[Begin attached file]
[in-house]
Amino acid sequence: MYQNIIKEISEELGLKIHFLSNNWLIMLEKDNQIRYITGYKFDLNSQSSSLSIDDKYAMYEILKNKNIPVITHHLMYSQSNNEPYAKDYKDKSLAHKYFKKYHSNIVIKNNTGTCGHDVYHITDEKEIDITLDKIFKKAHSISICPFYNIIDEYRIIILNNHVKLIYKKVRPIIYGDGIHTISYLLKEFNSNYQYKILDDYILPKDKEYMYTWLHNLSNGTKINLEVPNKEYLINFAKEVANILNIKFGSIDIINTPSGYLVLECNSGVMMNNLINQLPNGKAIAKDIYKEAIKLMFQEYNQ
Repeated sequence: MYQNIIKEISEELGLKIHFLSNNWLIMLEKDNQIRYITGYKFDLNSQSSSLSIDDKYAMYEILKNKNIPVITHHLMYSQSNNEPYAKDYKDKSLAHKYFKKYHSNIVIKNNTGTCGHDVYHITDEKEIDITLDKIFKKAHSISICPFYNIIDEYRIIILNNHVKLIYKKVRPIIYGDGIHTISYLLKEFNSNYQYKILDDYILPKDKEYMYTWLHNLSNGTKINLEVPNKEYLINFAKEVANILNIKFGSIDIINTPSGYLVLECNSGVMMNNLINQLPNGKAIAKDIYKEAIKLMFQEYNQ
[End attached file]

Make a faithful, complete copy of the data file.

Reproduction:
[in-house]
Amino acid sequence: MYQNIIKEISEELGLKIHFLSNNWLIMLEKDNQIRYITGYKFDLNSQSSSLSIDDKYAMYEILKNKNIPVITHHLMYSQSNNEPYAKDYKDKSLAHKYFKKYHSNIVIKNNTGTCGHDVYHITDEKEIDITLDKIFKKAHSISICPFYNIIDEYRIIILNNHVKLIYKKVRPIIYGDGIHTISYLLKEFNSNYQYKILDDYILPKDKEYMYTWLHNLSNGTKINLEVPNKEYLINFAKEVANILNIKFGSIDIINTPSGYLVLECNSGVMMNNLINQLPNGKAIAKDIYKEAIKLMFQEYNQ
Repeated sequence: MYQNIIKEISEELGLKIHFLSNNWLIMLEKDNQIRYITGYKFDLNSQSSSLSIDDKYAMYEILKNKNIPVITHHLMYSQSNNEPYAKDYKDKSLAHKYFKKYHSNIVIKNNTGTCGHDVYHITDEKEIDITLDKIFKKAHSISICPFYNIIDEYRIIILNNHVKLIYKKVRPIIYGDGIHTISYLLKEFNSNYQYKILDDYILPKDKEYMYTWLHNLSNGTKINLEVPNKEYLINFAKEVANILNIKFGSIDIINTPSGYLVLECNSGVMMNNLINQLPNGKAIAKDIYKEAIKLMFQEYNQ